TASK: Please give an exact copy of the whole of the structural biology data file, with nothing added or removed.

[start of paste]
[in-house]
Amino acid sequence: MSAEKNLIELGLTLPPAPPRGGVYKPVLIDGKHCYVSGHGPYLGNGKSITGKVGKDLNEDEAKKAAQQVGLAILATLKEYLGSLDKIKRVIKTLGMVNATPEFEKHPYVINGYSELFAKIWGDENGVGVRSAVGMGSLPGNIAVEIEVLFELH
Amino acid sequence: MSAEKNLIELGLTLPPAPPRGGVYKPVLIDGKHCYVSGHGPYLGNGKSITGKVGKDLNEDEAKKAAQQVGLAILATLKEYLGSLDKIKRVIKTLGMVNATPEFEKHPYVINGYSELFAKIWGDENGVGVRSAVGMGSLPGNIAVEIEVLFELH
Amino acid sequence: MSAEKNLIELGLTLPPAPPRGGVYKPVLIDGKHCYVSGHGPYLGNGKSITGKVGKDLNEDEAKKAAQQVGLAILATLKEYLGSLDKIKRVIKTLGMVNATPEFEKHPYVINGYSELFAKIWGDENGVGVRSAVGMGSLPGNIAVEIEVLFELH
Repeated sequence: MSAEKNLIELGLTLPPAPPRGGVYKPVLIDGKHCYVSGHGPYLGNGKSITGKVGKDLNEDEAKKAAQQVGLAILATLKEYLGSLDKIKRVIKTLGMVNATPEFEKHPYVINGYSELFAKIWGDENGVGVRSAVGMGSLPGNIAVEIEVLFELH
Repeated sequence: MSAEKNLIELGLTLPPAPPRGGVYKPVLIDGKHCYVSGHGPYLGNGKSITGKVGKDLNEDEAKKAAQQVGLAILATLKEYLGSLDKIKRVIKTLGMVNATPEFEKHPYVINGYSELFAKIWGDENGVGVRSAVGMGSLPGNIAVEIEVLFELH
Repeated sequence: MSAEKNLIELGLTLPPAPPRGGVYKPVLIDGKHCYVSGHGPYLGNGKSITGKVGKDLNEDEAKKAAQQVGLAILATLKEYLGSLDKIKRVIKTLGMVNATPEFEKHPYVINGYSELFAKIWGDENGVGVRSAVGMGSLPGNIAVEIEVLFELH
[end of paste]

[in-house]
Amino acid sequence: MSAEKNLIELGLTLPPAPPRGGVYKPVLIDGKHCYVSGHGPYLGNGKSITGKVGKDLNEDEAKKAAQQVGLAILATLKEYLGSLDKIKRVIKTLGMVNATPEFEKHPYVINGYSELFAKIWGDENGVGVRSAVGMGSLPGNIAVEIEVLFELH
Amino acid sequence: MSAEKNLIELGLTLPPAPPRGGVYKPVLIDGKHCYVSGHGPYLGNGKSITGKVGKDLNEDEAKKAAQQVGLAILATLKEYLGSLDKIKRVIKTLGMVNATPEFEKHPYVINGYSELFAKIWGDENGVGVRSAVGMGSLPGNIAVEIEVLFELH
Amino acid sequence: MSAEKNLIELGLTLPPAPPRGGVYKPVLIDGKHCYVSGHGPYLGNGKSITGKVGKDLNEDEAKKAAQQVGLAILATLKEYLGSLDKIKRVIKTLGMVNATPEFEKHPYVINGYSELFAKIWGDENGVGVRSAVGMGSLPGNIAVEIEVLFELH
Repeated sequence: MSAEKNLIELGLTLPPAPPRGGVYKPVLIDGKHCYVSGHGPYLGNGKSITGKVGKDLNEDEAKKAAQQVGLAILATLKEYLGSLDKIKRVIKTLGMVNATPEFEKHPYVINGYSELFAKIWGDENGVGVRSAVGMGSLPGNIAVEIEVLFELH
Repeated sequence: MSAEKNLIELGLTLPPAPPRGGVYKPVLIDGKHCYVSGHGPYLGNGKSITGKVGKDLNEDEAKKAAQQVGLAILATLKEYLGSLDKIKRVIKTLGMVNATPEFEKHPYVINGYSELFAKIWGDENGVGVRSAVGMGSLPGNIAVEIEVLFELH
Repeated sequence: MSAEKNLIELGLTLPPAPPRGGVYKPVLIDGKHCYVSGHGPYLGNGKSITGKVGKDLNEDEAKKAAQQVGLAILATLKEYLGSLDKIKRVIKTLGMVNATPEFEKHPYVINGYSELFAKIWGDENGVGVRSAVGMGSLPGNIAVEIEVLFELH